Petitioner is cautioned that any new federal petition must be filed before expiration of the one-year statute of limitations. Ordinarily, a petitioner has one year from when his conviction became final to file his federal petition, unless he can show that statutory or equitable "tolling" applies. Duncan v. Walker, 533 U.S. 167, 176 (2001); 28 U.S.C. § 2244(d).*fn2 The statute of limitations does not run while a properly filed state habeas corpus petition is pending. 28 U.S.C. § 2244(d)(2); see Nino v. Galaza, 183 F.3d 1003, 1006 (9th Cir. 1999). But see Artuz v. Bennett, 531 U.S. 4, 8 (2000) (holding that "an application is 'properly filed' when its delivery and acceptance [by the appropriate court officer for placement into the record] are in compliance with the applicable laws and rules governing filings."); Bonner v. Carey, 425 F.3d 1145, 1149 (9th Cir. 2005) (holding that a state application for post-conviction relief which is ultimately dismissed as untimely was neither "properly filed" nor "pending" while it was under consideration by the state court, and therefore does not toll the statute of limitations), as amended 439 F.3d 993. However, absent some other basis for tolling, the statute of limitations continues to run while a federal habeas petition is pending. Duncan, 533 U.S. at 181-82.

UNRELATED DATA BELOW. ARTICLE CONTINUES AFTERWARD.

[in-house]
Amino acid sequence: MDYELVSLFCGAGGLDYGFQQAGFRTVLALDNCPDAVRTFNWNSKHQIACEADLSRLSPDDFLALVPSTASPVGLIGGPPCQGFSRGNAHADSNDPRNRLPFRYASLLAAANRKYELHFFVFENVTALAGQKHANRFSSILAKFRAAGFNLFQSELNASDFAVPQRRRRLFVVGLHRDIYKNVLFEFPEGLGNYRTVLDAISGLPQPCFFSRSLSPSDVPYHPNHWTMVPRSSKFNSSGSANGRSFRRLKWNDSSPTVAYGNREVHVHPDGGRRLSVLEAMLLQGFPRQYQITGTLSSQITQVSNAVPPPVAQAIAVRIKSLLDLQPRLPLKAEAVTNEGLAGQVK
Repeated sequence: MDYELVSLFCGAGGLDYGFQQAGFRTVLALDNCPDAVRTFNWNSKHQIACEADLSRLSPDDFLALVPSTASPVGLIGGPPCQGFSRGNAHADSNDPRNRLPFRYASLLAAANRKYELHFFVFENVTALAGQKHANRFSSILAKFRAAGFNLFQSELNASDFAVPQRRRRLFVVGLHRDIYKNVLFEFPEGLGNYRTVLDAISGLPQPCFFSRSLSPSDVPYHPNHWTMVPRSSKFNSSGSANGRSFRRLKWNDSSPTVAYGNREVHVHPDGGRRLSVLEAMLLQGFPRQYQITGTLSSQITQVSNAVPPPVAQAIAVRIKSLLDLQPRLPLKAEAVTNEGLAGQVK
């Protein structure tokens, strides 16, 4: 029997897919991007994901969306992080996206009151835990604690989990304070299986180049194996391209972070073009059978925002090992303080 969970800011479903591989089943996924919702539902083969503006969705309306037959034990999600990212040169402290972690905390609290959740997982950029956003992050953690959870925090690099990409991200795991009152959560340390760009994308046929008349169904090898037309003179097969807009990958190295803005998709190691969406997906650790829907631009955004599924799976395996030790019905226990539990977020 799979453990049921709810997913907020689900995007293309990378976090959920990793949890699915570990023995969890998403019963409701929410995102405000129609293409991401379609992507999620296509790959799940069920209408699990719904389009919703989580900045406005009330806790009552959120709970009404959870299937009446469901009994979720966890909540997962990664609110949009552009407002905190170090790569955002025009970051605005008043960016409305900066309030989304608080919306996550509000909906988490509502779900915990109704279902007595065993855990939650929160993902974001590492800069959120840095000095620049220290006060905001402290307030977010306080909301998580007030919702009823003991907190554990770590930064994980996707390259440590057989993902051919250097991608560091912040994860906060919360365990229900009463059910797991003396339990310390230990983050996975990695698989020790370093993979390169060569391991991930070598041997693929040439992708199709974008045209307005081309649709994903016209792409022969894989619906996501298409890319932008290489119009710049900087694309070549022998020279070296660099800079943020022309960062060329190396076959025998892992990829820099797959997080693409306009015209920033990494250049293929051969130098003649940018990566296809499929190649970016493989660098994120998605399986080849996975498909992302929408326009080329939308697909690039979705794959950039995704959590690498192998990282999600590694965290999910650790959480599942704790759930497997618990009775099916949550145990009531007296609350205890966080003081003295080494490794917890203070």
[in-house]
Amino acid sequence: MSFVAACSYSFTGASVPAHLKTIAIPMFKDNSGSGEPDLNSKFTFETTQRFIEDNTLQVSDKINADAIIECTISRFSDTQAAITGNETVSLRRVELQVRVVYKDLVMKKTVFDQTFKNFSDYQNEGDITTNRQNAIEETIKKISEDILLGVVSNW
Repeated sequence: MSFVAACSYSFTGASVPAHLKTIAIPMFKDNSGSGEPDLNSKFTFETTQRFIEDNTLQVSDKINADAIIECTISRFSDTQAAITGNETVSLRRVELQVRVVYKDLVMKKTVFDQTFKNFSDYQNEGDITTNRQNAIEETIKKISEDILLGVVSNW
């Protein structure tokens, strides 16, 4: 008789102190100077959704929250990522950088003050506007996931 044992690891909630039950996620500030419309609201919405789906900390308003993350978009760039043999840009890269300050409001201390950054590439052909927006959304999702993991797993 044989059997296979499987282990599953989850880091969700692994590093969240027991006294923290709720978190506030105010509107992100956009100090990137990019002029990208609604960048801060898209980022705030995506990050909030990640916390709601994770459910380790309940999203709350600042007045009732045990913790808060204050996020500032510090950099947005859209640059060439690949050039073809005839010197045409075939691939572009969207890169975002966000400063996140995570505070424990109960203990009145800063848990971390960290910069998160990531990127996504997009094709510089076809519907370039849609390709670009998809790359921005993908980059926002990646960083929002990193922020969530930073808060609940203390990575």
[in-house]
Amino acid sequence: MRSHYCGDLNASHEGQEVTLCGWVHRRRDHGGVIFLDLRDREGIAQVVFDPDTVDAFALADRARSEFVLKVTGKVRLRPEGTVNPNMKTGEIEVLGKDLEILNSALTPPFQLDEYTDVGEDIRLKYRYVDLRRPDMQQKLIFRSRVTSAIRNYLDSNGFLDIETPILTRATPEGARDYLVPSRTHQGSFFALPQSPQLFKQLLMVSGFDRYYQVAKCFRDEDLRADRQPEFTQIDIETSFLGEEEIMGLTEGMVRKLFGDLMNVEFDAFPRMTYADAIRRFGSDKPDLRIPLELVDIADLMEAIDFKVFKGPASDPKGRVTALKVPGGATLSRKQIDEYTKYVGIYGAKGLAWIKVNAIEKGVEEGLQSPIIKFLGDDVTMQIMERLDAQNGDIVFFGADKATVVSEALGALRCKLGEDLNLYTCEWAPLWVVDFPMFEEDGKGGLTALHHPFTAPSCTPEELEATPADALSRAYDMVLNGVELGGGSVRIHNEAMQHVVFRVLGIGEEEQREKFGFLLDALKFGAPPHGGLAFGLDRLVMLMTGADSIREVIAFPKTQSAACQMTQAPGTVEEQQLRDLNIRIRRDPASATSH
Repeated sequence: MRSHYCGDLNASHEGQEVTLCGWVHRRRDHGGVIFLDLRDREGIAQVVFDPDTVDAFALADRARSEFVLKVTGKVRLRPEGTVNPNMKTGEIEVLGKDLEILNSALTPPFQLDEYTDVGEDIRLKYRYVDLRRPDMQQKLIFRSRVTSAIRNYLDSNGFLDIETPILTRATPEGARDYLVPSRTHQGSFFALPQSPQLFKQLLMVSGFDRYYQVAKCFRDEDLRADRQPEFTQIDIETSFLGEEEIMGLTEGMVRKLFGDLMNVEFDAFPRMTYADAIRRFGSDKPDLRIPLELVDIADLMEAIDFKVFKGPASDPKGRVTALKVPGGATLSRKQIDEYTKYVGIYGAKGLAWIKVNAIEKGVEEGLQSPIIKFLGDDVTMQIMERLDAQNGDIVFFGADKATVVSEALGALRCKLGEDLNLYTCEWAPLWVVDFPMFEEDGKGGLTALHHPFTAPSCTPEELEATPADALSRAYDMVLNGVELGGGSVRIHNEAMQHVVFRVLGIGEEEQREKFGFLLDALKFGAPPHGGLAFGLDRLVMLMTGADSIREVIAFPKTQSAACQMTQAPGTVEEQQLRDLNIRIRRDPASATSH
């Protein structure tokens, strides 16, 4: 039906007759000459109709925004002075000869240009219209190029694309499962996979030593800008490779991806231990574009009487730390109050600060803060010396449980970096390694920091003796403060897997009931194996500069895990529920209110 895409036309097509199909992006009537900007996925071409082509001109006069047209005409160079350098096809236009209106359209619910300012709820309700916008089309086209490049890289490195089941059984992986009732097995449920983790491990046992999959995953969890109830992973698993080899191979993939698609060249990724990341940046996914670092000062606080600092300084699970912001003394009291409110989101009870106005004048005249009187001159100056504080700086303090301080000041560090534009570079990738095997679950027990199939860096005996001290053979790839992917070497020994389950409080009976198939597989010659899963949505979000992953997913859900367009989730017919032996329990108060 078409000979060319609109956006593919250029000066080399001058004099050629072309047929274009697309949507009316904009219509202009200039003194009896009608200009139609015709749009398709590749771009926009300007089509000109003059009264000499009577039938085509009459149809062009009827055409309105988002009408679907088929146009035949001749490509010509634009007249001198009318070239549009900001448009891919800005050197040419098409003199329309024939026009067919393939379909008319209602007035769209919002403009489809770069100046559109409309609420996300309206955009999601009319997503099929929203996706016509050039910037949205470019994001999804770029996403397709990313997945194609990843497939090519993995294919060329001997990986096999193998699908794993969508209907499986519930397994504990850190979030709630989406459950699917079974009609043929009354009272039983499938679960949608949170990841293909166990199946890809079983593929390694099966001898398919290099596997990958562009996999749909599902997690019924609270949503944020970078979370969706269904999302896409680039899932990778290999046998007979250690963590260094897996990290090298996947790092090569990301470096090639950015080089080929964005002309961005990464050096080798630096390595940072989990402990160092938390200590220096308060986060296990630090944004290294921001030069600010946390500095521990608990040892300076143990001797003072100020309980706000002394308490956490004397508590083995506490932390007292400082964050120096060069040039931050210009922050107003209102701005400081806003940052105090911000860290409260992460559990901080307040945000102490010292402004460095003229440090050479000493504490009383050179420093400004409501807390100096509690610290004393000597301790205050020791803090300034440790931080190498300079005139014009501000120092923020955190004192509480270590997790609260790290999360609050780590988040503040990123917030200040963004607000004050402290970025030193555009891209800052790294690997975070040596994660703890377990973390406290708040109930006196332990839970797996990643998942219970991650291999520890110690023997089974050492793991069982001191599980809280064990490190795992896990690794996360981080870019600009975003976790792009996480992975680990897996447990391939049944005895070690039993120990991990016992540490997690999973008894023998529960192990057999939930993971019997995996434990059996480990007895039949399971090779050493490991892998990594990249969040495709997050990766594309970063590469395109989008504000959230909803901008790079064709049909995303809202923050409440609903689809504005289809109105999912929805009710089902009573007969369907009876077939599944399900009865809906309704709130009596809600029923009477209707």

iii) Third Option: Formally Abandon Unexhausted Claims
Petitioner may formally abandon his unexhausted claims and proceed with his exhausted ones. See Rose, 455 U.S. at 510, 520-21 (stating that a petitioner who files a mixed petition may "resubmit the habeas petition to present only exhausted claims"). If Petitioner chooses this third option, he must file a pleading with this Court no later than June 12, 2010.
Petitioner is cautioned that once he abandons his unexhausted claims, he may lose the ability to ever raise them in federal court. See Slack v. McDaniel, 529 U.S. 473, 488 (2000) (stating that a court's ruling on the merits of claims presented in a first § 2254 petition renders any later petition successive); see also 28 U.S.C. § 2244 (a)-(b).*fn3